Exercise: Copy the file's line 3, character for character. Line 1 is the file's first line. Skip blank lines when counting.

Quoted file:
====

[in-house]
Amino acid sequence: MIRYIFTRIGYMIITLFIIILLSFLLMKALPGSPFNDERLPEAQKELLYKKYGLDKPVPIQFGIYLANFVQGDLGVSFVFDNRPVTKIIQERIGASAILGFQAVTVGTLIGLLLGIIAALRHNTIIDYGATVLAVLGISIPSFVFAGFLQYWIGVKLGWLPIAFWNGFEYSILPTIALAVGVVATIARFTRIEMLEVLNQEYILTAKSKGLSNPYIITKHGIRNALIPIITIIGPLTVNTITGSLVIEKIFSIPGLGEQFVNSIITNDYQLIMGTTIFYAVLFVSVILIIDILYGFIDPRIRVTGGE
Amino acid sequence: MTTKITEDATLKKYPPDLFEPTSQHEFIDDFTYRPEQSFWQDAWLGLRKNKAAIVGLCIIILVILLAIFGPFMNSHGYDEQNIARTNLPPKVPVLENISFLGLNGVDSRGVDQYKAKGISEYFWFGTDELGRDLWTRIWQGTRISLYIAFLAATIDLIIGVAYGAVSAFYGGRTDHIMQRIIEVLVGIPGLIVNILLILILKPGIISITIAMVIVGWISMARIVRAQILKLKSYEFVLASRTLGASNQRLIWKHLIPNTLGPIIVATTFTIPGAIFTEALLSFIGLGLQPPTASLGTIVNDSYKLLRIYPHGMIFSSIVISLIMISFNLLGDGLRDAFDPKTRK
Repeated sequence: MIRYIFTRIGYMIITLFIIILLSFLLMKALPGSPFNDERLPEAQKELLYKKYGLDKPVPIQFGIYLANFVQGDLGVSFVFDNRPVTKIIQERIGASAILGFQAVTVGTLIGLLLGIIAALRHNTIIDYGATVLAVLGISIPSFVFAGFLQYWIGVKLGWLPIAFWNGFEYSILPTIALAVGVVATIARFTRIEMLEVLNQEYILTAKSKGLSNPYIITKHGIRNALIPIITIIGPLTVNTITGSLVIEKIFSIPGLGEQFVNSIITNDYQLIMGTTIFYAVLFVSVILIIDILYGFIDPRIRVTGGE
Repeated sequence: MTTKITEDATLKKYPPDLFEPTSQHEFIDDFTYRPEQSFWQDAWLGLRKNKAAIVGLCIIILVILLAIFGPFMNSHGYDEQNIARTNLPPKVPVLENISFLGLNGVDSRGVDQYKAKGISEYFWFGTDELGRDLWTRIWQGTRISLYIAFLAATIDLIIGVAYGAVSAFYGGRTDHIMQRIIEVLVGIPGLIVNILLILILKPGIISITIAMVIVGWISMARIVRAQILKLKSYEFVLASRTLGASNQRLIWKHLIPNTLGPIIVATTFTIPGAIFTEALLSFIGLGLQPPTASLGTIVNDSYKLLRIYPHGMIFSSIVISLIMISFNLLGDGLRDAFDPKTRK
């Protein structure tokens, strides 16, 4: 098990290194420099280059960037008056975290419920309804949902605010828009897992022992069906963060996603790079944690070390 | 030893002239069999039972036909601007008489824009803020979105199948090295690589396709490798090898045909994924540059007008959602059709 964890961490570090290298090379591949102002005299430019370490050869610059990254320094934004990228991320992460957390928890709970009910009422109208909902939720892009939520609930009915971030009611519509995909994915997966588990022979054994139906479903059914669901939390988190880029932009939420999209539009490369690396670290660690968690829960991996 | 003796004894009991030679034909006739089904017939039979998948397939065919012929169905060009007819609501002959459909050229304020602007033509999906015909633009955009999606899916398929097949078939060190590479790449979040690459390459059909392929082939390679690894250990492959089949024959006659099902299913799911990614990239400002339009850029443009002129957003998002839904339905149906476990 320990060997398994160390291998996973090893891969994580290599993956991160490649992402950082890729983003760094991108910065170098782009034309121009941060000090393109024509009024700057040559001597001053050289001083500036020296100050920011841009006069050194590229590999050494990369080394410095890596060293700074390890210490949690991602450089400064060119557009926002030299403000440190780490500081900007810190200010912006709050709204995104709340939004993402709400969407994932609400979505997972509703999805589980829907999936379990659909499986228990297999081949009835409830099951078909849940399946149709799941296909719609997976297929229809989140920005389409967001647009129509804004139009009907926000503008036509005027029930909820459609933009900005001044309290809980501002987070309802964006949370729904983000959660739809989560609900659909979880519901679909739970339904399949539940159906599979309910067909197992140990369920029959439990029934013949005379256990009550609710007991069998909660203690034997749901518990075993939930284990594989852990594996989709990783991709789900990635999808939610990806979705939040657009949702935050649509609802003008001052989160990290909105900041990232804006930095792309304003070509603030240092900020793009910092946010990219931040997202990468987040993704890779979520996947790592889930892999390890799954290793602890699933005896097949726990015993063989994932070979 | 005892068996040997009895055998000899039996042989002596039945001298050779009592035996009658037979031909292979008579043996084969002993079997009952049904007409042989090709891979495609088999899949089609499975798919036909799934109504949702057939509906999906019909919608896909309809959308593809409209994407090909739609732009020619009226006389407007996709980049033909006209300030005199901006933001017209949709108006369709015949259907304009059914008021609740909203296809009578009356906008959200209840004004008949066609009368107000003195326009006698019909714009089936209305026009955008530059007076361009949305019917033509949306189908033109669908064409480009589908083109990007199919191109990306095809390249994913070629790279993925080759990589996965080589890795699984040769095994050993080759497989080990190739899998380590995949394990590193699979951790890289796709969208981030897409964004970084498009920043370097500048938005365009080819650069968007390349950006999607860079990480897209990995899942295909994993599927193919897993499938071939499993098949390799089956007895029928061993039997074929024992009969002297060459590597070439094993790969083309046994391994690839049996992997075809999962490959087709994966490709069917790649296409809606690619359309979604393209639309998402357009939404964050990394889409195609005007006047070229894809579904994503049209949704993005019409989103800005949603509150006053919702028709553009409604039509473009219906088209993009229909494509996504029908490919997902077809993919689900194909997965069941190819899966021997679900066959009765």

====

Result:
Amino acid sequence: MTTKITEDATLKKYPPDLFEPTSQHEFIDDFTYRPEQSFWQDAWLGLRKNKAAIVGLCIIILVILLAIFGPFMNSHGYDEQNIARTNLPPKVPVLENISFLGLNGVDSRGVDQYKAKGISEYFWFGTDELGRDLWTRIWQGTRISLYIAFLAATIDLIIGVAYGAVSAFYGGRTDHIMQRIIEVLVGIPGLIVNILLILILKPGIISITIAMVIVGWISMARIVRAQILKLKSYEFVLASRTLGASNQRLIWKHLIPNTLGPIIVATTFTIPGAIFTEALLSFIGLGLQPPTASLGTIVNDSYKLLRIYPHGMIFSSIVISLIMISFNLLGDGLRDAFDPKTRK